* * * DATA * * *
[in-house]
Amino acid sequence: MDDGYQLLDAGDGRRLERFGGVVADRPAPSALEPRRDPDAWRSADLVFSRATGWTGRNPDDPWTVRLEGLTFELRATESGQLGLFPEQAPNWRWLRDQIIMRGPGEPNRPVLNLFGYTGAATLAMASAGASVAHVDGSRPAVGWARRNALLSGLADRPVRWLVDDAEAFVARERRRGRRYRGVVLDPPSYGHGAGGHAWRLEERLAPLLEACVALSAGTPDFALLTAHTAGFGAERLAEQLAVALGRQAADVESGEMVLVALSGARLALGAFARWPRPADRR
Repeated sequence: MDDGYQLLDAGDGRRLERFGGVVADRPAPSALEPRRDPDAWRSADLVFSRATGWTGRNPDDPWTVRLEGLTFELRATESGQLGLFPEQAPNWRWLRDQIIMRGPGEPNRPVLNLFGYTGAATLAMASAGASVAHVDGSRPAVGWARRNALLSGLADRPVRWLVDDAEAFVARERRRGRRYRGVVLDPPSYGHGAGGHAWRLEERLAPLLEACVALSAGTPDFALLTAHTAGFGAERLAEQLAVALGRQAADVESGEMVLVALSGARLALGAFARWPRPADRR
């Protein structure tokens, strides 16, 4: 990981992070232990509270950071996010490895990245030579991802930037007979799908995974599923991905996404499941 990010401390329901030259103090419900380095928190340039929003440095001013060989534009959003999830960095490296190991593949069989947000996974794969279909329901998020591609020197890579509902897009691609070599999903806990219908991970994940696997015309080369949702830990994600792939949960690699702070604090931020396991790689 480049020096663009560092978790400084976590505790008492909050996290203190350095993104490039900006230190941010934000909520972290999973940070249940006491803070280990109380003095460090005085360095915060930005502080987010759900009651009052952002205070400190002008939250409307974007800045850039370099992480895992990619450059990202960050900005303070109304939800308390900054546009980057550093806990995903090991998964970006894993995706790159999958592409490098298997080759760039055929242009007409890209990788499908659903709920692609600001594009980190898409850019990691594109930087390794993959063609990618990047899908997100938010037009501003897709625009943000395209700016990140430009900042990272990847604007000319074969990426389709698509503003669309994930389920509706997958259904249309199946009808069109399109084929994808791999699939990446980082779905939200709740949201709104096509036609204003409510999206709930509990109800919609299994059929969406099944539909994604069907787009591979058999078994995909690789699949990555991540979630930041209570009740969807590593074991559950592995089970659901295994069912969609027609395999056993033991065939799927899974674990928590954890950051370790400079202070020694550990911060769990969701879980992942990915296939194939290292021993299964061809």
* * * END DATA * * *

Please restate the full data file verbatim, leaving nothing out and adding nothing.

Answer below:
[in-house]
Amino acid sequence: MDDGYQLLDAGDGRRLERFGGVVADRPAPSALEPRRDPDAWRSADLVFSRATGWTGRNPDDPWTVRLEGLTFELRATESGQLGLFPEQAPNWRWLRDQIIMRGPGEPNRPVLNLFGYTGAATLAMASAGASVAHVDGSRPAVGWARRNALLSGLADRPVRWLVDDAEAFVARERRRGRRYRGVVLDPPSYGHGAGGHAWRLEERLAPLLEACVALSAGTPDFALLTAHTAGFGAERLAEQLAVALGRQAADVESGEMVLVALSGARLALGAFARWPRPADRR
Repeated sequence: MDDGYQLLDAGDGRRLERFGGVVADRPAPSALEPRRDPDAWRSADLVFSRATGWTGRNPDDPWTVRLEGLTFELRATESGQLGLFPEQAPNWRWLRDQIIMRGPGEPNRPVLNLFGYTGAATLAMASAGASVAHVDGSRPAVGWARRNALLSGLADRPVRWLVDDAEAFVARERRRGRRYRGVVLDPPSYGHGAGGHAWRLEERLAPLLEACVALSAGTPDFALLTAHTAGFGAERLAEQLAVALGRQAADVESGEMVLVALSGARLALGAFARWPRPADRR
């Protein structure tokens, strides 16, 4: 990981992070232990509270950071996010490895990245030579991802930037007979799908995974599923991905996404499941 990010401390329901030259103090419900380095928190340039929003440095001013060989534009959003999830960095490296190991593949069989947000996974794969279909329901998020591609020197890579509902897009691609070599999903806990219908991970994940696997015309080369949702830990994600792939949960690699702070604090931020396991790689 480049020096663009560092978790400084976590505790008492909050996290203190350095993104490039900006230190941010934000909520972290999973940070249940006491803070280990109380003095460090005085360095915060930005502080987010759900009651009052952002205070400190002008939250409307974007800045850039370099992480895992990619450059990202960050900005303070109304939800308390900054546009980057550093806990995903090991998964970006894993995706790159999958592409490098298997080759760039055929242009007409890209990788499908659903709920692609600001594009980190898409850019990691594109930087390794993959063609990618990047899908997100938010037009501003897709625009943000395209700016990140430009900042990272990847604007000319074969990426389709698509503003669309994930389920509706997958259904249309199946009808069109399109084929994808791999699939990446980082779905939200709740949201709104096509036609204003409510999206709930509990109800919609299994059929969406099944539909994604069907787009591979058999078994995909690789699949990555991540979630930041209570009740969807590593074991559950592995089970659901295994069912969609027609395999056993033991065939799927899974674990928590954890950051370790400079202070020694550990911060769990969701879980992942990915296939194939290292021993299964061809």